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Shooting the Bull podcast: unit publicist David Linck talks "Main Street"

I had a chance recently to ask two of Durham's most senior civic leaders about the revelation that the movie "Main Street" wasn't just shooting in Durham, but that the Bull City was in fact the setting for the story about a purportedly-moribund Southern city that's fallen on hard times.

The fact that neither leader was really certain how Durham would be portrayed was one of those kinda-chilling moments. (Not that, of course, there's much anyone could do about how one's city appears in celluloid. Please see Exhibit A, "Welcome to Durham." I mean, what're you going to do, block the streets to filming?)

Barry and I got to pose the question this week to David Linck, the unit publicist for "Main Street," in Thursday night's episode of "Shooting the Bull" on WXDU:

David's takeaway? Durham's the place where the film takes place -- the pic's original name was "Durham Grill" down to the fictional tobacco heiress played by Ellen Burstyn. But not to worry, it's an uplifting story, and no one really fixates on the place, anyhow. Besides, it's prescient given the bad economy, because we're all suffering with the economy, right? (And "Bull Durham" did show us as a bunch of Southern rubes, anyway, and didn't do much damage.)

Maybe. As I said on air, personally I can't imagine the town of Fargo, N.D. without thinking of bad accents and woodchippers -- so I'll be curious to see just how things look when the movie finds a distributor... something not expected to happen until after Cannes.

Check out the podcast, and see what you think.

Comments

cq

Poor Fargo. My wife is from there and we visit her parents there yearly (I'm from outside Minneapolis, where a good portion of the movie took place). Without fail, people bring up woodchippers when they find out where she is from and ask if people really talk like that. They do, including my family members, but with somewhat less severe accents than portrayed in the movie. Fargo is actually very nice; you probably won't get tossed into a woodchipper if you visit. Like Durham, Fargo's downtown is undergoing an impressive resurgence, dontchaknow.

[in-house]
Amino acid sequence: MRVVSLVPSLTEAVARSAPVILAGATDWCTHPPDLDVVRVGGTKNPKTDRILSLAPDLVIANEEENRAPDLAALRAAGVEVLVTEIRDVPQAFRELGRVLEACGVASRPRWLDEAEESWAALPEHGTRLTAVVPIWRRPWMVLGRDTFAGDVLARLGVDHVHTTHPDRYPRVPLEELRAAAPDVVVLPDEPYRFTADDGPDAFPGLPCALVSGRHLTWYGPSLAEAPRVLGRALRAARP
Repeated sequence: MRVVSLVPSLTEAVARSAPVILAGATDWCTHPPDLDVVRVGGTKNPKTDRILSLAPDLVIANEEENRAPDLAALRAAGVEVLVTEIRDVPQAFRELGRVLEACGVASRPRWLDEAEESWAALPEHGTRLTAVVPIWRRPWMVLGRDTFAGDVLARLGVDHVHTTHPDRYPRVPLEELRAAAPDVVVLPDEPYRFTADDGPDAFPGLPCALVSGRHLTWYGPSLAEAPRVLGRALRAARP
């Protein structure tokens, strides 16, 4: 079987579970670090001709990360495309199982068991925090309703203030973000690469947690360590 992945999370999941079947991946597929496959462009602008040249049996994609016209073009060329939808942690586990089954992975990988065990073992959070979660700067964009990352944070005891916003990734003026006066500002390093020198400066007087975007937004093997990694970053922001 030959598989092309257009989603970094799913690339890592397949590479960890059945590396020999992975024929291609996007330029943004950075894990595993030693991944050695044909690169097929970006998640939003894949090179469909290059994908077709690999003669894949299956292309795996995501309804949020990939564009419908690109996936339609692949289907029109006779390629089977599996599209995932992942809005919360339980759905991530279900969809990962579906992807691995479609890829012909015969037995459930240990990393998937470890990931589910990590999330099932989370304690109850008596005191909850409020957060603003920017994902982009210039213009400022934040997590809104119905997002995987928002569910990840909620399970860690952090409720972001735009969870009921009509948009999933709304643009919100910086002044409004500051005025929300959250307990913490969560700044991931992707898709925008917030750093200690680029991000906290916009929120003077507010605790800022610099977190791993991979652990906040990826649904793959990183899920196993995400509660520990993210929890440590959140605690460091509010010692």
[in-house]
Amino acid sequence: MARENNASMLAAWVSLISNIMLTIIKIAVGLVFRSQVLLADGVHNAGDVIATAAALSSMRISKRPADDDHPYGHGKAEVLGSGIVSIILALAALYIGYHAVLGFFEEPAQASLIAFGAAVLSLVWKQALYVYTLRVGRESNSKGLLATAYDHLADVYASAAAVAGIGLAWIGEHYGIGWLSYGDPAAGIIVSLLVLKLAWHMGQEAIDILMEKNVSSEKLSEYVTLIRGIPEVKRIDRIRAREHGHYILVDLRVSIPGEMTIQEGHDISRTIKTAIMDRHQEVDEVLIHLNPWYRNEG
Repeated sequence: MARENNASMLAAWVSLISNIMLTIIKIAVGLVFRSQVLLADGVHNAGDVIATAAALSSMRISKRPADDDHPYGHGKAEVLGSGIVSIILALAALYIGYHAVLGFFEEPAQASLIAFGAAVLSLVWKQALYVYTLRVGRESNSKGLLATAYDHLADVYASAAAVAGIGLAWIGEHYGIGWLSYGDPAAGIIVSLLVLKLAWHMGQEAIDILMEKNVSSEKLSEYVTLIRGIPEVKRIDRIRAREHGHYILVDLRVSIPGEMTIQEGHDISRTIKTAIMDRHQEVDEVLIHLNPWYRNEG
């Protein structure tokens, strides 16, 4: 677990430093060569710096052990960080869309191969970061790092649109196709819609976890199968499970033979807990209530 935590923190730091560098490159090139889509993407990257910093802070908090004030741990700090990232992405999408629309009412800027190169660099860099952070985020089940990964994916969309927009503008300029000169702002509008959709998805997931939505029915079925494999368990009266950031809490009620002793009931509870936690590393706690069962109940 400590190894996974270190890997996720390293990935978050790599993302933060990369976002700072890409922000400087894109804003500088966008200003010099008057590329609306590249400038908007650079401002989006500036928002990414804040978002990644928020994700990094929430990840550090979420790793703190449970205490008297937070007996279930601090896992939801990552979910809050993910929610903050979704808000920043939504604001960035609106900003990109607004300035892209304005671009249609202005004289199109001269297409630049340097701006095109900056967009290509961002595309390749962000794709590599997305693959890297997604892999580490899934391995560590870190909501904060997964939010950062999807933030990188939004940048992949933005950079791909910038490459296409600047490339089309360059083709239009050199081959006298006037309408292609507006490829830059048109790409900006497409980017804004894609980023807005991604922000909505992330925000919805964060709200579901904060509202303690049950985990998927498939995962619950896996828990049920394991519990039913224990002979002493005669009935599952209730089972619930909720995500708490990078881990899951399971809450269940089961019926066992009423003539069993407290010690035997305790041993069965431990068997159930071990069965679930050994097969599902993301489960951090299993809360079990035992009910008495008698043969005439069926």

Hopefully Durham's comeback will come across in the movie, though I'm sure not many people besides Durhamites will pay much attention.

jacob

If it had been clear the the film was about Durham, and if Durham was going to come off as a dying city, do you think the city should have refused to cooperate with the filmmakers? It seems to me that given what I imagine to be the considerable economic benefits to having a film--any film--made in Durham, that it doesn't much matter whether the movie is uplifting or depressing. I can't imagine that Fargo (which, of course, doesn't actually take place in Fargo) has actually hurt the city economically.

KeepDurhamDifferent!

I was hoping for a Kafkaesque thriller referencing the Nifong hoax, but I'll settle for a gritty drama. Keep Durham Dangerous!

ColinFirth'sGirth

For heavens sakes, we live in a democracy in the midst of the free world (finally, after 8 years of darkness). You can't really do a dang thing about how people depict Durham and I don't care anyway - if they depict this as a terrible place to live then people will stay away, which is good. That way Durham can *stay* a great place to live.